According to University of Queensland research, being overweight can reduce the body’s antibody response to SARS-CoV-2 infection but not immunization.
The discovery builds on the team’s previous research on COVID-19’s effects on overweight persons, according to research lead Marcus Tong of the School of Chemistry and Molecular Biosciences. The study appears in Clinical & Translational Immunology.
“We’ve previously shown that being overweight—not just being obese—increases the severity of SARS-CoV-2,” Mr. Tong.
“But this work shows that being overweight creates an impaired antibody response to SARS-CoV-2 infection but not to vaccination.”
At three to 13 months post-infection, the research team collected blood samples from COVID-19-free participants.
“At three months post-infection, an elevated BMI was associated with reduced antibody levels,” Mr. Tong.
“And at 13 months post-infection, an elevated BMI was associated with both reduced antibody activity and a reduced percentage of the relevant B cells, a type of cell that helps build these COVID-fighting antibodies.”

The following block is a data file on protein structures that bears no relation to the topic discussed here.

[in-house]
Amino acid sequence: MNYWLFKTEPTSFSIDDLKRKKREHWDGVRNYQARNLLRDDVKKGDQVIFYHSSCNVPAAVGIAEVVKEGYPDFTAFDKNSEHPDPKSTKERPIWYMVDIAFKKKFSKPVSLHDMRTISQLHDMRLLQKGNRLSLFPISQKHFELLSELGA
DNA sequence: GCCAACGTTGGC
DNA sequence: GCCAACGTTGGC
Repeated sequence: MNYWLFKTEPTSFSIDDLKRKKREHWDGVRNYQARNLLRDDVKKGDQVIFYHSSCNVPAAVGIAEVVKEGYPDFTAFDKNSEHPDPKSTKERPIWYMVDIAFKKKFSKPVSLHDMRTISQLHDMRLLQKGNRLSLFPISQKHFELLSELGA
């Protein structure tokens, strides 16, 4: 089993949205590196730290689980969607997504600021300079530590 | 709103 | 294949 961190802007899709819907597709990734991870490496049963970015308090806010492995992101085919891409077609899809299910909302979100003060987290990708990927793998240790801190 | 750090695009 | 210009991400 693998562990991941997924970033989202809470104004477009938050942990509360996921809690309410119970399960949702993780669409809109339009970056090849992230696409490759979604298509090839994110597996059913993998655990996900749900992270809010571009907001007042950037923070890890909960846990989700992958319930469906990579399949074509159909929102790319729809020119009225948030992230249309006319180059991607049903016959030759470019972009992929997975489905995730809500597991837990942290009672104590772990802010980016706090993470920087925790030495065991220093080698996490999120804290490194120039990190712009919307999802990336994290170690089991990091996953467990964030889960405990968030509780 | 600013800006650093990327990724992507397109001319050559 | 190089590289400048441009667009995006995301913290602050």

At six months following the second COVID-19 immunization, an elevated BMI did not affect antibody response.
Associate Professor Kirsty Short said the findings should impact health policy.
“If infection is associated with an increased risk of severe disease and an impaired immune response for the overweight, this group has a potentially increased risk of reinfection,” stated Dr. Short.
“It makes it more important than ever for this group to ensure they’re vaccinated.”
Dr. Short said this evidence questions booster and lockdown strategies from a public health perspective.
“We’d suggest that more personalized recommendations are needed for overweight people, both for ongoing COVID-19 management and future pandemics,” stated.
“Finally, the data provides an added impetus to improve SARS-CoV-2 vaccination in low-income countries, where there’s a high percentage of people who are overweight and are dependent on infection-induced immunity.”
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